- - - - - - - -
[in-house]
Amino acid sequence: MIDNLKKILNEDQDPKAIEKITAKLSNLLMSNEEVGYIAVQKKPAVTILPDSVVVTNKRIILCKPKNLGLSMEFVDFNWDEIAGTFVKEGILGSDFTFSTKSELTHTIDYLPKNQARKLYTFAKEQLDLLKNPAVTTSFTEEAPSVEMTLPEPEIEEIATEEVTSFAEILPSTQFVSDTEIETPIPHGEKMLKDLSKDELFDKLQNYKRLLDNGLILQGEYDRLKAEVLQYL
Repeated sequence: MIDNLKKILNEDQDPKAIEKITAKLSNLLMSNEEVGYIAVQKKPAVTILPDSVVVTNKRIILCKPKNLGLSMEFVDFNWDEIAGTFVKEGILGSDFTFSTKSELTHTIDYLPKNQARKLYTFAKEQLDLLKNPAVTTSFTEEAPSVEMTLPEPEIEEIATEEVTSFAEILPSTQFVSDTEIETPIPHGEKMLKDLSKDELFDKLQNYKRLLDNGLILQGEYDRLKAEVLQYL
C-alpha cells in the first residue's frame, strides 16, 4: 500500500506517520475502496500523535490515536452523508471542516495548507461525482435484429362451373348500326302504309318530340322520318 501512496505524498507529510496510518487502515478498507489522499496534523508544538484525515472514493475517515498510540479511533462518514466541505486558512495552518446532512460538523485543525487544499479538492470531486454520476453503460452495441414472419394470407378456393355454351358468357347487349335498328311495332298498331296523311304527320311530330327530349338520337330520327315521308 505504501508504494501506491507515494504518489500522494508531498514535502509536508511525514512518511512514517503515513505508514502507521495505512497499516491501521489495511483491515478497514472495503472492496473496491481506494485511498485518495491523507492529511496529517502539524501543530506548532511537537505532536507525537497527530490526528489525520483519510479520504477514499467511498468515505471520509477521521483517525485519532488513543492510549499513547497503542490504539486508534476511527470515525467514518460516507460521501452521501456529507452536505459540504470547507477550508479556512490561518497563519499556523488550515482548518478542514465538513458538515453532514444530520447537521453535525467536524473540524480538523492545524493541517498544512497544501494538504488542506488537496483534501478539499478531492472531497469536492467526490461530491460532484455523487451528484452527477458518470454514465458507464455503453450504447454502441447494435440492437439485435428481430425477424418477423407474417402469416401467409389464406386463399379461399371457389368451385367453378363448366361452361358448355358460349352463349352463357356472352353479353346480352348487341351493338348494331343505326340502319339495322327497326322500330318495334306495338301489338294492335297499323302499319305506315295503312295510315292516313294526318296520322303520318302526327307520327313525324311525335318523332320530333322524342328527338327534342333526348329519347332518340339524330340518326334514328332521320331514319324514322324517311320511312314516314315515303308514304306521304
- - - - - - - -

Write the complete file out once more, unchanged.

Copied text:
[in-house]
Amino acid sequence: MIDNLKKILNEDQDPKAIEKITAKLSNLLMSNEEVGYIAVQKKPAVTILPDSVVVTNKRIILCKPKNLGLSMEFVDFNWDEIAGTFVKEGILGSDFTFSTKSELTHTIDYLPKNQARKLYTFAKEQLDLLKNPAVTTSFTEEAPSVEMTLPEPEIEEIATEEVTSFAEILPSTQFVSDTEIETPIPHGEKMLKDLSKDELFDKLQNYKRLLDNGLILQGEYDRLKAEVLQYL
Repeated sequence: MIDNLKKILNEDQDPKAIEKITAKLSNLLMSNEEVGYIAVQKKPAVTILPDSVVVTNKRIILCKPKNLGLSMEFVDFNWDEIAGTFVKEGILGSDFTFSTKSELTHTIDYLPKNQARKLYTFAKEQLDLLKNPAVTTSFTEEAPSVEMTLPEPEIEEIATEEVTSFAEILPSTQFVSDTEIETPIPHGEKMLKDLSKDELFDKLQNYKRLLDNGLILQGEYDRLKAEVLQYL
C-alpha cells in the first residue's frame, strides 16, 4: 500500500506517520475502496500523535490515536452523508471542516495548507461525482435484429362451373348500326302504309318530340322520318 501512496505524498507529510496510518487502515478498507489522499496534523508544538484525515472514493475517515498510540479511533462518514466541505486558512495552518446532512460538523485543525487544499479538492470531486454520476453503460452495441414472419394470407378456393355454351358468357347487349335498328311495332298498331296523311304527320311530330327530349338520337330520327315521308 505504501508504494501506491507515494504518489500522494508531498514535502509536508511525514512518511512514517503515513505508514502507521495505512497499516491501521489495511483491515478497514472495503472492496473496491481506494485511498485518495491523507492529511496529517502539524501543530506548532511537537505532536507525537497527530490526528489525520483519510479520504477514499467511498468515505471520509477521521483517525485519532488513543492510549499513547497503542490504539486508534476511527470515525467514518460516507460521501452521501456529507452536505459540504470547507477550508479556512490561518497563519499556523488550515482548518478542514465538513458538515453532514444530520447537521453535525467536524473540524480538523492545524493541517498544512497544501494538504488542506488537496483534501478539499478531492472531497469536492467526490461530491460532484455523487451528484452527477458518470454514465458507464455503453450504447454502441447494435440492437439485435428481430425477424418477423407474417402469416401467409389464406386463399379461399371457389368451385367453378363448366361452361358448355358460349352463349352463357356472352353479353346480352348487341351493338348494331343505326340502319339495322327497326322500330318495334306495338301489338294492335297499323302499319305506315295503312295510315292516313294526318296520322303520318302526327307520327313525324311525335318523332320530333322524342328527338327534342333526348329519347332518340339524330340518326334514328332521320331514319324514322324517311320511312314516314315515303308514304306521304